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First Trimester Screening & Non-Invasive Prenatal Testing

First Trimester Screening & Non-Invasive Prenatal Testing - Symptoms

First Trimester Screening & Non-Invasive Prenatal Testing - How to prevent?

First Trimester Screening & Non-Invasive Prenatal Testing - Treatments

WHAT IS FIRST TRIMESTER SCREENING (FTS)?

First trimester screening is performed between 11-14 weeks of pregnancy when the baby measures between 45 - 84mm in length. There are two parts to the test and a computer software will combine the results with the mother’s age to give an estimate of the risk for Down syndrome.
The two components of FTS are -
  1. An ultrasound scan to measure the nuchal translucency (NT), which is the amount of fluid at the back of baby’s neck. NT measurement can detect 80% of babies with Down syndrome if performed alone. The ultrasound scan will additionally allow your doctor to screen for physical abnormalities in the baby.
  2. A blood test to measure the level of two proteins - pregnancy associated plasma protein A (PAPP-A) and human chorionic gonadotropin (hCG) - in the mother’s blood. This improves the detection rate for Down syndrome to 90% when performed in combination with the ultrasound scan. 

Figure 2. Nuchal translucency (seen between the two white + markings) of the fetus.
Figure 2. Nuchal translucency (seen between the two white + markings) of the fetus.

Figure 3. Thickened nuchal translucency (measurements within the 2 white + markings) in a baby with Down Syndrome
Figure 3. Thickened nuchal translucency (measurements within the 2 white + markings) in a baby with Down Syndrome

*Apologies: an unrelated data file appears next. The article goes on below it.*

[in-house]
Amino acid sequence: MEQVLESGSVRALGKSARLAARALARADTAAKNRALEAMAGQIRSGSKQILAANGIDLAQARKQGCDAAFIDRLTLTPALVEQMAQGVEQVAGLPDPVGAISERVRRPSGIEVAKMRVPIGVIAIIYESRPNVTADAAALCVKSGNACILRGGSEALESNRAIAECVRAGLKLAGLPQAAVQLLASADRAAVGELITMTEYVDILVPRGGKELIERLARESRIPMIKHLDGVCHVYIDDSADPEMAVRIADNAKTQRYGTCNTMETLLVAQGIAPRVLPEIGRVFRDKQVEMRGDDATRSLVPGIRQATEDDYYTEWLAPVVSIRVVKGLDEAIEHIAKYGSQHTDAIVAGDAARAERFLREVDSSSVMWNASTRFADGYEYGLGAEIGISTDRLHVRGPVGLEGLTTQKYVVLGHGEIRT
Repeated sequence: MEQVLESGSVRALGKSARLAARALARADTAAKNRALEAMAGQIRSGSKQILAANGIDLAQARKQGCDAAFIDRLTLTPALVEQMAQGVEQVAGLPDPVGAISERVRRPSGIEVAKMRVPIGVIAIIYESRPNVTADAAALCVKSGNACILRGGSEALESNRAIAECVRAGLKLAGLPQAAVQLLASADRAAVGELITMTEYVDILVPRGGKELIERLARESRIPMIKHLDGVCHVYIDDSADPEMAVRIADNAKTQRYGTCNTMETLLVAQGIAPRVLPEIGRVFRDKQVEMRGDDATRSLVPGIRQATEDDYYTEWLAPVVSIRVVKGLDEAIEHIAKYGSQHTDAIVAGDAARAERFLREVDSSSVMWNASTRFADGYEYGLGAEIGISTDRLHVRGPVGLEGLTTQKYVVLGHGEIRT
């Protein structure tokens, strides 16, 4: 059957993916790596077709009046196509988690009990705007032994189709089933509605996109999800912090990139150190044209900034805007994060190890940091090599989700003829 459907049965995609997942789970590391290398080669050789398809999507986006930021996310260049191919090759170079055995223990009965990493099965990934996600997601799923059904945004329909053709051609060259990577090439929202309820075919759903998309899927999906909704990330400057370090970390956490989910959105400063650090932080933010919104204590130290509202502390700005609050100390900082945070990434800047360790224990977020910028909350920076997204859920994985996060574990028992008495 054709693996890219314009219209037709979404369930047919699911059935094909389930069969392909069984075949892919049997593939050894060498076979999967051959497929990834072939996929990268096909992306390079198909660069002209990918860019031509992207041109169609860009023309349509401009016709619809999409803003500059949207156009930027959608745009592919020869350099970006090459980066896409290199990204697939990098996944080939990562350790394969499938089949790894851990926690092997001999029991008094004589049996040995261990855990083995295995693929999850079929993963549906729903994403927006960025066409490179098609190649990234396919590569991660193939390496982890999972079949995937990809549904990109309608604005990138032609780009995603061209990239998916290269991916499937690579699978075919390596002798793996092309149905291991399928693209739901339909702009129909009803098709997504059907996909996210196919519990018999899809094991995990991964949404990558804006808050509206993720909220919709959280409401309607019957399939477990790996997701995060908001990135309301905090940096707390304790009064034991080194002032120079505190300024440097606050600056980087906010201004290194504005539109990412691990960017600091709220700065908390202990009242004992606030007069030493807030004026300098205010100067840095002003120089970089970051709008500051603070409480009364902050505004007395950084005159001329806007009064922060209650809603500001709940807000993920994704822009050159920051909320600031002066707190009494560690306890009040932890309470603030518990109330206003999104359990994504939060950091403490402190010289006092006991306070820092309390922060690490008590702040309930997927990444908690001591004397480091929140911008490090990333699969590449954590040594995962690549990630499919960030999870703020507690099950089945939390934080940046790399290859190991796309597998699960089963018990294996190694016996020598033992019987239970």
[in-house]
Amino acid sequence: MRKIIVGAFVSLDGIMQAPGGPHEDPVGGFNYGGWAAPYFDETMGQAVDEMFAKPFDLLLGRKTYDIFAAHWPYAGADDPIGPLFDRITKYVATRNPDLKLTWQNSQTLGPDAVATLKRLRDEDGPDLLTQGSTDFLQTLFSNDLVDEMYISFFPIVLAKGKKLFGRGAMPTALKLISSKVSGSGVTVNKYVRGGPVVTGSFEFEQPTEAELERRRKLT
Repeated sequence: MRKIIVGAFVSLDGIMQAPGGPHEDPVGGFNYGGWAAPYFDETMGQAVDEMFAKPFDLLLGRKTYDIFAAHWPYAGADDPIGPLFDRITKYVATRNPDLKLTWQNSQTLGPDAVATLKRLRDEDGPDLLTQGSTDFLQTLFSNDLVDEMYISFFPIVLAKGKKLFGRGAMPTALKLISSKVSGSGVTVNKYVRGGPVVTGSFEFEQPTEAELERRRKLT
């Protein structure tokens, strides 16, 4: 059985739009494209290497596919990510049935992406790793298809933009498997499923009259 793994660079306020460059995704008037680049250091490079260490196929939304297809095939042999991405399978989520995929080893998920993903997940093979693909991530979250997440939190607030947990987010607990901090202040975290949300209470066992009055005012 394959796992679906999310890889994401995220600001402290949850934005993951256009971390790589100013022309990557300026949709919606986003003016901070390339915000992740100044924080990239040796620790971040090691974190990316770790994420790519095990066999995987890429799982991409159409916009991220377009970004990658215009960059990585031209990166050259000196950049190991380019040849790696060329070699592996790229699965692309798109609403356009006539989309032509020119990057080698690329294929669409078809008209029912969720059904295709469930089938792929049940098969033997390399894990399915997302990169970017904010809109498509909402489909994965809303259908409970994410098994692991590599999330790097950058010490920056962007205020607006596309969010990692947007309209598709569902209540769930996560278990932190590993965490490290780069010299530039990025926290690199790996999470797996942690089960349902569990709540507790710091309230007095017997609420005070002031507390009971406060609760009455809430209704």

You may opt to do (1) alone or both (1) and (2) together, which is known as the combined test.

Table 1: Summary of currently available screening tests for Down Syndrome

HOW DO I PREPARE FOR FTS AND WHAT CAN I EXPECT?

It is important to keep to your scheduled appointment, as changing the appointment date may result in the baby being too small or too large for the FTS to be accurate. There is no need for any special preparation for FTS. You can eat and drink on the day of the test.

The ultrasound scan will usually be performed through the abdomen. In some cases, accurate measurement of the NT cannot be achieved because of the position or size of the baby. If the baby is <45mm in length, you will be given another appointment for repeat scanning. If the baby is >84mm in length, alternative methods of screening will be discussed with you.

ARE THERE ANY RISKS IN PERFORMING FTS?

No, FTS will not cause any risk to your pregnancy.

HOW DO I INTERPRET MY FTS RESULTS?

Your results will be reported in the form of an estimated risk. 
For example –
Mdm A undergoes FTS. Her estimated risk of having a baby with Down syndrome is 1 in 10. This means that among 10 similar pregnancies with the same ultrasound and blood protein measurements, 1 pregnancy will eventually result in the birth of a baby with Down syndrome, while the other 9 pregnancies will result in the birth of babies unaffected by Down syndrome.

WHAT IS A HIGH-RISK RESULT AND WHAT HAPPENS IF MY RESULTS ARE HIGH-RISK?

A “high-risk” or positive result is when the chance of the baby having Down syndrome is higher than 1 in 300 on FTS. Please remember that FTS only tells you the chance of the baby having Down syndrome, and does not confirm
if the baby has Down syndrome or not. Around 5% of women doing FTS have a false-positive result, meaning that
the test result is positive but the baby does not actually have Down syndrome.

Your doctor will discuss your results with you and explain your options. These may include doing another screening
test such as NIPT, or performing a diagnostic test such as chorionic villus sampling or amniocentesis. Diagnostic tests are the only way to confirm the diagnosis but are associated with a small risk of miscarriage of about 1%.

WHAT IS A LOW-RISK RESULT AND WHAT HAPPENS IF MY RESULTS ARE LOW-RISK?

Most women who undergo FTS have a low risk result. This does not mean that the baby definitely does not have Down syndrome, but suggests that the likelihood of the baby being affected is small.


First Trimester Screening & Non-Invasive Prenatal Testing - Preparing for surgery

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First Trimester Screening & Non-Invasive Prenatal Testing - Other Information

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